Please Note: This Article is 9 years old. This increases the likelihood that some or all of it's content is now outdated.

Thousands of buy to let tenants are in serious rent arrears, according to the latest figures from a leading letting agent.

Around 67,000 private tenants are at least two months behind with their rents – an increase of 3.4% in the last quarter of 2013.

LSL Property Services, which compiled the report, felt the figure was a surprise as rent arrears had declined through the year.

Despite the increase in tenants owing cash to their landlords, the figure was still 26%n down on 12 months ago.

Paul Jardine, director and receiver at Templeton LPA, part of the LSL group, said: “After a year of dramatic changes, the closing stages of 2013 have been no less intense for anyone struggling with the monthly rent. For many people the festive period has provided a particularly difficult ending to a long and challenging year.

“Household budgets will remain under intense pressure in 2014 – the situation for many tenants is not easy by any means. But even with the strains of Christmas and New Year, severe rent arrears are in a much better state than they were just six months ago. That could point towards fewer people facing eviction in months to come.”

Meanwhile, surveyor Connells reported property valuations increased by 35% during 2013.

The firm explained buy to let was the main market driver, with property investment valuations up 6% in the year.

Corporate services director John Bagshaw said: “Buy-to-let is the exceptional success of the housing market recovery. Landlords have recently made use of lower mortgage rates in the same way as many remortgagors, but have also demonstrated steady progress every year since the darkest parts of the recession.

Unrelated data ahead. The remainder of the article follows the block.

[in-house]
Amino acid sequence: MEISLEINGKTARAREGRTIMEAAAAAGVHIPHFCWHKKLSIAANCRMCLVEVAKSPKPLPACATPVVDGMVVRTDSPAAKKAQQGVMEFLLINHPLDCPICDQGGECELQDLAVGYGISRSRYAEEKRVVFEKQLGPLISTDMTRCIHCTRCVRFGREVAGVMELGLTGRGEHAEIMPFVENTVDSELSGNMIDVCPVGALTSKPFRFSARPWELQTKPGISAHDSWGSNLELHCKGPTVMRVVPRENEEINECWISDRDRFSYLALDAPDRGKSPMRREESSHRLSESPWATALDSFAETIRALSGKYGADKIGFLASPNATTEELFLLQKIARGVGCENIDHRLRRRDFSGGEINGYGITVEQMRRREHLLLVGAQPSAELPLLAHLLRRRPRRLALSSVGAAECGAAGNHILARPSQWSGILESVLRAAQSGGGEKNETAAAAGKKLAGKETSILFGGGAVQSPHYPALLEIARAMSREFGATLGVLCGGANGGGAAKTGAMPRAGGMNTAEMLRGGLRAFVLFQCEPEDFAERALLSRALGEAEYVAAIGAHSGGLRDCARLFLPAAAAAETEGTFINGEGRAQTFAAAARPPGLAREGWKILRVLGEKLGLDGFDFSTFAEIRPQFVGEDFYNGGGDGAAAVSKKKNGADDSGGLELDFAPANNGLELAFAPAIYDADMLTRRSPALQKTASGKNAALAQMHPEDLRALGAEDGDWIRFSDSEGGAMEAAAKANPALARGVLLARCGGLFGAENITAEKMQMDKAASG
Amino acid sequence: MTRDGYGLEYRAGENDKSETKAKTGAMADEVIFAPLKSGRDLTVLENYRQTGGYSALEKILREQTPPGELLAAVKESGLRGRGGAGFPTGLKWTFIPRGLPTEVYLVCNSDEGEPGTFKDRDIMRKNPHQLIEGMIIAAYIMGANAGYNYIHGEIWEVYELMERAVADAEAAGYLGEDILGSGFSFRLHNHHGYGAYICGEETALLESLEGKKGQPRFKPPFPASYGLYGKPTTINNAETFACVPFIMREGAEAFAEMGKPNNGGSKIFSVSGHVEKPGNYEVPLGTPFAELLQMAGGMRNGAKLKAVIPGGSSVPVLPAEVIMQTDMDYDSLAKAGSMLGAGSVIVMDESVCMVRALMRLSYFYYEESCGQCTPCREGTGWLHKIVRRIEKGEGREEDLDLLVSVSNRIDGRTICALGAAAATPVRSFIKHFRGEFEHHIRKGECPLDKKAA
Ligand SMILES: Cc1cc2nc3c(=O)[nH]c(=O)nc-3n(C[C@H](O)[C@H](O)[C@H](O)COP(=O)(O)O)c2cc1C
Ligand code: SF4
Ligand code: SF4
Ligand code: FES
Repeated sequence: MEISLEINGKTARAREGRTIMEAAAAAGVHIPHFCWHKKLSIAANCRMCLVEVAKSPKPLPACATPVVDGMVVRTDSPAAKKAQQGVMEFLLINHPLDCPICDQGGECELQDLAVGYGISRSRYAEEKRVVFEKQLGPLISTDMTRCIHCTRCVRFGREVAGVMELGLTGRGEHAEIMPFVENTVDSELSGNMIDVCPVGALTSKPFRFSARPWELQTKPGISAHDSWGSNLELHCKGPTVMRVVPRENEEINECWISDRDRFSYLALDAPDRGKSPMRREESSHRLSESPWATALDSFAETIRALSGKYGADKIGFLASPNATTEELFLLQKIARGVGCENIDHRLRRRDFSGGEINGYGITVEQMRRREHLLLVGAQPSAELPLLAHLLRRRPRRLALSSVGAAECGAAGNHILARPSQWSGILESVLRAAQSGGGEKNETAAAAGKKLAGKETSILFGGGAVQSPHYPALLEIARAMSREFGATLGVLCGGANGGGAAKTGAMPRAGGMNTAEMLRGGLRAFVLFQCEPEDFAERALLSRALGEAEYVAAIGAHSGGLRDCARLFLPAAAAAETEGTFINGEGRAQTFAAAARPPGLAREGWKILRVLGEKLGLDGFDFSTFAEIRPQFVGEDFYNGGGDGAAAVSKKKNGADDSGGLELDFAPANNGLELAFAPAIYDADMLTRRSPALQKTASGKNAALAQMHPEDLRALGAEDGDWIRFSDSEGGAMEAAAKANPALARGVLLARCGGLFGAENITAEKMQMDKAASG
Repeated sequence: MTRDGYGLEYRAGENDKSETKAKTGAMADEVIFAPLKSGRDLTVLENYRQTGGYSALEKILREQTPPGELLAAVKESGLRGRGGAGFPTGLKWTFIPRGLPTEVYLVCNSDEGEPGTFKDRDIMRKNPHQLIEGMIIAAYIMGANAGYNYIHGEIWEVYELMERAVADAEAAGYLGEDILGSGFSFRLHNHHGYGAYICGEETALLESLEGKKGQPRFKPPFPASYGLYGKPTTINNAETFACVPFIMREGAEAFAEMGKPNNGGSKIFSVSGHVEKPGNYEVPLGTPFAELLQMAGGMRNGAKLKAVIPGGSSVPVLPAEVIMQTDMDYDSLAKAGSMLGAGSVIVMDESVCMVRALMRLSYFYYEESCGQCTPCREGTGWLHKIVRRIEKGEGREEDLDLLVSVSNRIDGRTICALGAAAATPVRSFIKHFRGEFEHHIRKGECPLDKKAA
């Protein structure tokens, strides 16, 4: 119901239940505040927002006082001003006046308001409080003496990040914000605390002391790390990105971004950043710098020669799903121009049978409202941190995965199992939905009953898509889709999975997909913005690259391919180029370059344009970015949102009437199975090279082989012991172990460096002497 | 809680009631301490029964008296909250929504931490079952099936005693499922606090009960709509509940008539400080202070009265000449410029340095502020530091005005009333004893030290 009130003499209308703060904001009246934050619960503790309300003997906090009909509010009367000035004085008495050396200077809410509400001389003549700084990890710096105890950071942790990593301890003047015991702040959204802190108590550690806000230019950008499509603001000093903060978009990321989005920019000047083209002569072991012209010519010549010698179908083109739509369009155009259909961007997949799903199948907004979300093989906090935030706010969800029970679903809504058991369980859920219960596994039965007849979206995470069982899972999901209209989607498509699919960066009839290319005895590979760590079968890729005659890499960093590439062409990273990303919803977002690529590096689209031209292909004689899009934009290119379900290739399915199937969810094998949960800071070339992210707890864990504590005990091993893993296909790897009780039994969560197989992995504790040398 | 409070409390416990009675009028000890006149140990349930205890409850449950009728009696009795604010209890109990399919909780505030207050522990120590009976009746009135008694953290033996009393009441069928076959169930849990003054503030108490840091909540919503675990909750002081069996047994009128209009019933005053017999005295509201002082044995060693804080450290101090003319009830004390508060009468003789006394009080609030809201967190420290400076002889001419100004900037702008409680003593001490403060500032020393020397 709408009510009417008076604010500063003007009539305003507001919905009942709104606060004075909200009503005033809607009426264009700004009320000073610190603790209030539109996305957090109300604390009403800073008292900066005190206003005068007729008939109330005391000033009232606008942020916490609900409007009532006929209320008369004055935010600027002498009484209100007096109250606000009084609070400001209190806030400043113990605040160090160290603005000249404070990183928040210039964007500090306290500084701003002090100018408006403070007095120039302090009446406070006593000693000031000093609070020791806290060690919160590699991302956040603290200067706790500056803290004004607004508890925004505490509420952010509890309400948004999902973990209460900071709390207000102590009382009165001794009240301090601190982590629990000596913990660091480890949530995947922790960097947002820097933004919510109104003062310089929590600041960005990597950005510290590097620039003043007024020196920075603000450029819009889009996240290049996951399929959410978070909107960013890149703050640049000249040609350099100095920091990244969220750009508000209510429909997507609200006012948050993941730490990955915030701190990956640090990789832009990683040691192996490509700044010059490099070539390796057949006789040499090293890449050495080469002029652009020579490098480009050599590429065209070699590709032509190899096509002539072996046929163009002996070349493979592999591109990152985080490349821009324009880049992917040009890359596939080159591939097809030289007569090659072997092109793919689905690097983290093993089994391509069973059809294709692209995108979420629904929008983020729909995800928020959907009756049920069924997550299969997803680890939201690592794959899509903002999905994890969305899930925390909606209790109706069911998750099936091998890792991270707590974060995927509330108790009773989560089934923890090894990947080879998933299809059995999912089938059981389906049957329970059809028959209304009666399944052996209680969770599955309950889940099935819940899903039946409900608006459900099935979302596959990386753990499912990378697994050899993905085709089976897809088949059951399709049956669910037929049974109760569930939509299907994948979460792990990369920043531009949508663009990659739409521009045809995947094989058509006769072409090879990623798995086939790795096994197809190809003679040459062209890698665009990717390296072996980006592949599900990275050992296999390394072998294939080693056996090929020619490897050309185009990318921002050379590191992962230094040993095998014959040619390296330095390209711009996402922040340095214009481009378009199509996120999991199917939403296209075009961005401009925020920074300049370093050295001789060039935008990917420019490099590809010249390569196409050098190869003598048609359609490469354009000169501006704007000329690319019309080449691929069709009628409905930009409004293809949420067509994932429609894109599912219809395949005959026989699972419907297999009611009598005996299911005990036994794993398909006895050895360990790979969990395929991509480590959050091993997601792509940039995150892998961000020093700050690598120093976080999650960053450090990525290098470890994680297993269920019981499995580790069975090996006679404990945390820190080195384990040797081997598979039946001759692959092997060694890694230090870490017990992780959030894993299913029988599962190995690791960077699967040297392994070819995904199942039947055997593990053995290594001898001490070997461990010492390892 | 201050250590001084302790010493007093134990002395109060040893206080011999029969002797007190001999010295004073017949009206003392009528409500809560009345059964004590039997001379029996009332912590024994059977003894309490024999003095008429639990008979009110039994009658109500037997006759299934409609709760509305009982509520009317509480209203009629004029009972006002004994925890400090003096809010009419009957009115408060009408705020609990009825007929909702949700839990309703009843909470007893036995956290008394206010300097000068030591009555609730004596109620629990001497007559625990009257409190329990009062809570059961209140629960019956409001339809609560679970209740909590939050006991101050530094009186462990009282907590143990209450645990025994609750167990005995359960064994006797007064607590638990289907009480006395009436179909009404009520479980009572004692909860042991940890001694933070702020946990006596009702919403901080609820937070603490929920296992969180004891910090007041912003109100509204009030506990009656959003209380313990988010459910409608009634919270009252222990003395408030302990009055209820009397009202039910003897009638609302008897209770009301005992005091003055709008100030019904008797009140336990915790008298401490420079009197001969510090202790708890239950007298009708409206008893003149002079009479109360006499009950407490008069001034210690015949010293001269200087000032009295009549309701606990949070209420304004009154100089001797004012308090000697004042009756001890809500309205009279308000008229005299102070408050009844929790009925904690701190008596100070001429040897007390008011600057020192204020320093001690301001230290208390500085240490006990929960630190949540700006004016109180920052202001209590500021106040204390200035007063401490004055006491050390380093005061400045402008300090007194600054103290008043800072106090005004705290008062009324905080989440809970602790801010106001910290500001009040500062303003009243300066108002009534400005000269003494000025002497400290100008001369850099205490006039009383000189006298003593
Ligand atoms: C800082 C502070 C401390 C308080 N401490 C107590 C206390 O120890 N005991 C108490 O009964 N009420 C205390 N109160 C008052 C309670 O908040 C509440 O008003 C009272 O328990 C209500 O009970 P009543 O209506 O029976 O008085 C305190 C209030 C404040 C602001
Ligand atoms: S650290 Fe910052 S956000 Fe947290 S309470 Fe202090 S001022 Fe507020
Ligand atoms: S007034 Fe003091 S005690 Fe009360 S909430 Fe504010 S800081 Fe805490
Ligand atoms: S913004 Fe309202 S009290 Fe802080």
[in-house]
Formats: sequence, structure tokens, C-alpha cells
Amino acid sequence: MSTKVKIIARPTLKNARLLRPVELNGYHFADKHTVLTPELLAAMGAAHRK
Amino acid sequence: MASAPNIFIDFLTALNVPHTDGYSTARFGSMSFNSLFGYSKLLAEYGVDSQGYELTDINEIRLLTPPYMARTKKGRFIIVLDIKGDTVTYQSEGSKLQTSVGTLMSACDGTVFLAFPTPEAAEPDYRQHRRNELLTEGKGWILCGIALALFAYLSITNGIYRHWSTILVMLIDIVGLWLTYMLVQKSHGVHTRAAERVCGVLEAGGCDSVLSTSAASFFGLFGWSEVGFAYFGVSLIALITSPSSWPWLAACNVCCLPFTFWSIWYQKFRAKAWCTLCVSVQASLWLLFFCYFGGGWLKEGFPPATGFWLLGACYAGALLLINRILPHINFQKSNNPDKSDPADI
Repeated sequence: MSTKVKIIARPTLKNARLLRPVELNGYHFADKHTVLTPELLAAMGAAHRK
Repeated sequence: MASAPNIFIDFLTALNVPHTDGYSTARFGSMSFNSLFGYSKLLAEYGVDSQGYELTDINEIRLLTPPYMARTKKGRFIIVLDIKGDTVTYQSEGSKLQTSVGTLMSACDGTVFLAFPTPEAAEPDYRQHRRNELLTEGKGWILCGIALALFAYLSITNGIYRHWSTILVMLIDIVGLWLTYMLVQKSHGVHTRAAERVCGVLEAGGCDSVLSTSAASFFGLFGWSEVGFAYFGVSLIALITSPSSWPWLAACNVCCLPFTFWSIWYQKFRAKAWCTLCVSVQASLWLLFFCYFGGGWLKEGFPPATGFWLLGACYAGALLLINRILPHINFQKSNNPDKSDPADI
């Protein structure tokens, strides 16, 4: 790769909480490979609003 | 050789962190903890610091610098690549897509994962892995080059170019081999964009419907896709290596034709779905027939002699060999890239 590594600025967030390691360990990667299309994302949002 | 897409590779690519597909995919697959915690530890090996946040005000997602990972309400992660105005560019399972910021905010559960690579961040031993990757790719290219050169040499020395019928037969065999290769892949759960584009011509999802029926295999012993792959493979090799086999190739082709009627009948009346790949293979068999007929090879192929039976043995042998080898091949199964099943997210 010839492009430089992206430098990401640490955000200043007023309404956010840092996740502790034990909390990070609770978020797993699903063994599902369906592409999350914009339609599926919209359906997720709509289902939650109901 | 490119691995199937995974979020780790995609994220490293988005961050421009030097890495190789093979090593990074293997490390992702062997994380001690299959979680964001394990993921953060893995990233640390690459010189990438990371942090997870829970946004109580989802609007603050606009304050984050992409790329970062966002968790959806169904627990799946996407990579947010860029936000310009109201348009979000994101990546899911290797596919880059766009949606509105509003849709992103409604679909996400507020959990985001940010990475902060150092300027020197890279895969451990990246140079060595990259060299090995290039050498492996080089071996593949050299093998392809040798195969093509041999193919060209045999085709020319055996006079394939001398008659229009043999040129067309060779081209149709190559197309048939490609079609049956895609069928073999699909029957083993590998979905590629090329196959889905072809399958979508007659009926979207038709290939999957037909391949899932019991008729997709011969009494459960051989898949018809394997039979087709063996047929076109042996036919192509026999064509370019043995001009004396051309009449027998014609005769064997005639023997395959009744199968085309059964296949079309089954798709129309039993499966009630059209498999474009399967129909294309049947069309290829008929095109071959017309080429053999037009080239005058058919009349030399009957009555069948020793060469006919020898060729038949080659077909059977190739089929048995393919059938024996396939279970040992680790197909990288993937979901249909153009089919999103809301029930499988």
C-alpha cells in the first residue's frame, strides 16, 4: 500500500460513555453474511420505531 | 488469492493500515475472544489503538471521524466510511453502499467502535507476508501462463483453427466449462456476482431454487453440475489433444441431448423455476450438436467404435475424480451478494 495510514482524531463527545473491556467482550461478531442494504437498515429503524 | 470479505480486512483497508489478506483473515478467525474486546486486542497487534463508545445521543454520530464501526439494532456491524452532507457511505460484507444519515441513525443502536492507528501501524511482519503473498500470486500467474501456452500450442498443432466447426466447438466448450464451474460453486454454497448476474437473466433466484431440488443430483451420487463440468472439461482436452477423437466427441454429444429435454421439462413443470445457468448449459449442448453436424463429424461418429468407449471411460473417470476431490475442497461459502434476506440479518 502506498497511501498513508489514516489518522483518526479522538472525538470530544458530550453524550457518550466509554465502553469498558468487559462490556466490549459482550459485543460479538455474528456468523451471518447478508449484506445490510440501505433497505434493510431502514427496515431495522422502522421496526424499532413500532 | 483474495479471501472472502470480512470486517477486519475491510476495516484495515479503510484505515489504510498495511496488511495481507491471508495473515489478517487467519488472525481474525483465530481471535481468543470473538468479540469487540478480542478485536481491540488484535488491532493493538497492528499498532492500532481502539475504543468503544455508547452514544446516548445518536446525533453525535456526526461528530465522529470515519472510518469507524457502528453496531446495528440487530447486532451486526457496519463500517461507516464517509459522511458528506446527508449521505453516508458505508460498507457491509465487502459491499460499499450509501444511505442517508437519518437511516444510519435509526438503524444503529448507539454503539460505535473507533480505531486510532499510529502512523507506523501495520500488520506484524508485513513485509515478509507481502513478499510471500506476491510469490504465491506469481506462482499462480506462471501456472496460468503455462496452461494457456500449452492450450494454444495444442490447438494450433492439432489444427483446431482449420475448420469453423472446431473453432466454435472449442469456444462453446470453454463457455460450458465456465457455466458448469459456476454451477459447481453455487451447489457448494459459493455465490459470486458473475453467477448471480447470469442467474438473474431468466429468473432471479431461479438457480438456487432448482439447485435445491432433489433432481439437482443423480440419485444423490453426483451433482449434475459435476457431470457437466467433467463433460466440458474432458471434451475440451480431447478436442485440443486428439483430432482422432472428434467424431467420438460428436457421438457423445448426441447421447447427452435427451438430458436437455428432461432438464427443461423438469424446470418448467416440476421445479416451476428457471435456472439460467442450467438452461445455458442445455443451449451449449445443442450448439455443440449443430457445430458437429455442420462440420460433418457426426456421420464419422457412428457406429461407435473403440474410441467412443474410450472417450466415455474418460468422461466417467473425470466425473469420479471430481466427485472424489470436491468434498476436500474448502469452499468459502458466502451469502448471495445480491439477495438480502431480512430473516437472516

“Demand for rental property is driving this. While the purchase market is accelerating rapidly, half a decade of setbacks for first time buyers will stoke strong demand from landlords seeking to keep up with the scramble for homes to let.”

Please Note: This Article is 9 years old. This increases the likelihood that some or all of it's content is now outdated.


  1. They wouldn\’t be any arrears if the LL had RGI.
    RGI means the LL can have them booted out at NO cost to the LL.
    RGI is the reason why all Fergus Wilson\’s tenants are up to date on their rent.
    Not so the HB tenants he has; which is why he is giving them their marching orders.
    RGI puts the fear of god into tenants as they know the LL is not bothered about evicting them as he will be paid rent by the RGI.
    Most tenants go into arrears rather than use other monies they receive in benefit to pay the rent cos they know how difficult and expensive it would be for the LL to evict them.
    RGI solves that problem as Fergus has discovered.
    LL who wish to risk their own money on a NON-RGI tenant be prepared for an average £8000 loss
    Me I choose to pay £89 for an annual RGI policy and not have any risk!!
    It means I can\’t take on any HB cos they can\’t qualify for a RGI policy; but so what I am not the slightest bit bothered that RGI means I cannot take on HB tenants.
    They\’ll have to find some other LL prepared to take them on.
    i say good luck to them!!


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